Ezra Klein says we should stop, catch our breath, and get some perspective on "a remarkable, historic period of change." Read the whole thing, but here's a bit:
Step back and take an accounting of these last few years: The United States of America, a land where slaves were kept 150 years ago and bathrooms were segregated as recently as 50 years ago, elected and reelected our first black president. We passed and ratified a universal health-care system. We saw the first female Speaker of the House, the first Hispanic Supreme Court Justice, and the first openly gay member of the Senate. We stopped a Great Depression, rewrote the nation’s financial regulations, and nearly defaulted on our debt for the first time in our history. Connecticut, Iowa, Massachusetts, New Hampshire, New York, Vermont, Maine, Maryland, Washington and the District of Columbia legalized gay marriage, and the president and the vice president both proclaimed their support. Colorado and Washington legalized marijuana. We killed the most dangerous terrorist in the world and managed two wars. We’ve seen inequality and debt skyrocket to some of the highest levels in American history. We passed a stimulus and investment bill that will transform everything from medical records to education and began a drone campaign that will likely be seen as an epochal shift in the way the United States conducts war.
Americans of good faith disagree over the worth of these initiatives and the nature of these milestones. None of us know the verdict that history will render. But we can say with certainty that the pace of change has been breathlessly fast. We have toppled so many barriers, passed so many reforms, completed so many long quests, begun so many experiments, that even those of us who’ve been paying attention have become inured to how much has happened.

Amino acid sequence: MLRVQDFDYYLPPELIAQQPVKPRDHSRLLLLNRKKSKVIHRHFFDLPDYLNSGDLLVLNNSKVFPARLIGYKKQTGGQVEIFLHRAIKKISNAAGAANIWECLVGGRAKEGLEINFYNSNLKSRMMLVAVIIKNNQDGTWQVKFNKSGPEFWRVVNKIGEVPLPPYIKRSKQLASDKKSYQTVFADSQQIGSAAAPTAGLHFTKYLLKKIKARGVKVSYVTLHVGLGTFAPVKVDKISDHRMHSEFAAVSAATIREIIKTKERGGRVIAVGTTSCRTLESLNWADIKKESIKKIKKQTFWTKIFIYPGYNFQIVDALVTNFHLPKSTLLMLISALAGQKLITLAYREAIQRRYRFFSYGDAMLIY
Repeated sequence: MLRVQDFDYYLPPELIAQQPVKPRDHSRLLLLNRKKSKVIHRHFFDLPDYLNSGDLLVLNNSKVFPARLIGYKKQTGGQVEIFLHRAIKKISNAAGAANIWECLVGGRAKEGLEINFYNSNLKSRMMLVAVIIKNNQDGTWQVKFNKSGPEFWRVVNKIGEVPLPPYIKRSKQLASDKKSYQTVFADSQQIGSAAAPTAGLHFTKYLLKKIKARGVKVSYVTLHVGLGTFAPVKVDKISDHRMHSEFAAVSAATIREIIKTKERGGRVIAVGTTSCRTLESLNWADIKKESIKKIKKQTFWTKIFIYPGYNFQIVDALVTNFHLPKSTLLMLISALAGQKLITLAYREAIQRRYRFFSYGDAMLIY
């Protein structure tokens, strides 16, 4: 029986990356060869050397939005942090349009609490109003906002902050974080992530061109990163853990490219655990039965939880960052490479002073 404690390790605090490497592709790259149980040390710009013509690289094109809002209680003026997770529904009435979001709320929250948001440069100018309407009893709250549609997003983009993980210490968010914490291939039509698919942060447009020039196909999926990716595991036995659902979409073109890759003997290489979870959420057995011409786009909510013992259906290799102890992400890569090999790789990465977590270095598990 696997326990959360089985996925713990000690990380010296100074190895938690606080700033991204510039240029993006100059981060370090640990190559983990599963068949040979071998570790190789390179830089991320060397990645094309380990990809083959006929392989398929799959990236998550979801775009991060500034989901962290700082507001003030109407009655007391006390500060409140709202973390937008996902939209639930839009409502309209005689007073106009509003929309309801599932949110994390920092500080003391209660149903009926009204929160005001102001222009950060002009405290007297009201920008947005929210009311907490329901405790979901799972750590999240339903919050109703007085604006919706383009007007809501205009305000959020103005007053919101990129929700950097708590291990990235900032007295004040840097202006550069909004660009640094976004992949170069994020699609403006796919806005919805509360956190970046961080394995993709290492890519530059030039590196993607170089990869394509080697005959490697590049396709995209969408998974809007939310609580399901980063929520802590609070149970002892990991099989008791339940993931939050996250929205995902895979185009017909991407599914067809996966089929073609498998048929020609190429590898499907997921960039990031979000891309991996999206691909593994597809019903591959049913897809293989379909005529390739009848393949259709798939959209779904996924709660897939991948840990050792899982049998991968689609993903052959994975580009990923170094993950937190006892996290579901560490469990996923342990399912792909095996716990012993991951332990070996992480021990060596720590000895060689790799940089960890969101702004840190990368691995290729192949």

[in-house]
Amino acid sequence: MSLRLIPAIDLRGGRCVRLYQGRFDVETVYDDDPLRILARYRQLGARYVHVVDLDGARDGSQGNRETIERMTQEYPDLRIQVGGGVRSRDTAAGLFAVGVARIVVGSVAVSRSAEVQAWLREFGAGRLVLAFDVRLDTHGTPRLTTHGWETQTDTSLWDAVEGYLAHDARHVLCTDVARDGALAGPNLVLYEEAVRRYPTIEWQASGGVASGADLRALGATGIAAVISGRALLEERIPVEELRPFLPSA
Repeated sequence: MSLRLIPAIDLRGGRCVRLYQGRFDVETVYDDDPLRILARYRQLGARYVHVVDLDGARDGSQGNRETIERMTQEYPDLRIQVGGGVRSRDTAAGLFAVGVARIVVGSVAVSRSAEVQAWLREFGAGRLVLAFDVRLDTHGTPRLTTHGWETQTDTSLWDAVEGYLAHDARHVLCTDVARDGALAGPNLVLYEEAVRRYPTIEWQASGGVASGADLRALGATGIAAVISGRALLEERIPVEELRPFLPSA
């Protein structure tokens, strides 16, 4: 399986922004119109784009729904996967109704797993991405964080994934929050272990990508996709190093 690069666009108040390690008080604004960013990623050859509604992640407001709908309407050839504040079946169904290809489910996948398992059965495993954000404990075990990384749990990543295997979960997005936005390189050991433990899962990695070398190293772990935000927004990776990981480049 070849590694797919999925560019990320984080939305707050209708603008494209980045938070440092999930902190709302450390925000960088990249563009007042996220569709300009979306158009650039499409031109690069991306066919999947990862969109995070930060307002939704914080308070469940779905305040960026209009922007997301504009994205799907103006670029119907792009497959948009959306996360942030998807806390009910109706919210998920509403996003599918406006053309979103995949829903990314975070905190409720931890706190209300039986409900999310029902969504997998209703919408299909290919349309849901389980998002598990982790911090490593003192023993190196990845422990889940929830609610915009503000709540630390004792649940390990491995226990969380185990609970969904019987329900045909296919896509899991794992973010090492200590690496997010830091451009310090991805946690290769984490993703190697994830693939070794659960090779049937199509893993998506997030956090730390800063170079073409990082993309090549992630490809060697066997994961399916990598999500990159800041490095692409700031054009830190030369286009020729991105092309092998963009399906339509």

There are some good ones floating around for both campaigns, but this one from CBS is a great, succinct rundown of what went wrong for Romney.
I guess I'm naive (or cynical?) but I realy believed the Republicans' confidence in the final days was bluster, that strategically they just didn't want to depress turnout by making it seem like Romney *couldn't* win—and hating on Nate Silver was just misdirection for the hayseeds.
Like I remember reading about Dole's 96-hour last-minute barnstorming tour, which was hopeless but a selfless gesture for down-ticket candidates. Not that Romney was that bad off, but *so much was made* of how he was a comptent, data-driven manager, I couldn't believe... well, I couldn't believe he didn't believe Nate Silver, king of the data nerds.
One of the three big miscalculations listed in the CBS story is re: independents, and contains a nice piece of schadenfreude:
State polls showed Romney winning big among independents. Historically, any candidate polling that well among independents wins. But as it turned out, many of those independents were former Republicans who now self-identify as independents. The state polls weren't oversampling Democrats and undersampling Republicans - there just weren't as many Republicans this time because they were calling themselves independents.
And maybe now we'll see the return of true conseravtives:
[T]his president has never been a radical; he has always been a moderate; he has been immensely skilled at foreign policy, ended one war and won another, killed Osama bin Laden and saved the American auto industry, deflected a Second Great Depression and initated universal access to healthcare. He has presided over a civil rights revolution and the beginning of the end of prohibition of marijuana. He has created the new and durable coalition that was once Karl Rove's dream.
Americans saw this. They were not fooled. And they made the right call, as they usually do. What was defeated tonight was not just Romney, a hollow cynic, but a whole mountain of mendacity and delusion. That sound you hear is the cognitive dissonance ringing in the ears of ideologues and cynics. Any true conservative longs for that sound, the sound of reality arriving to pierce through fantasy and fanaticism.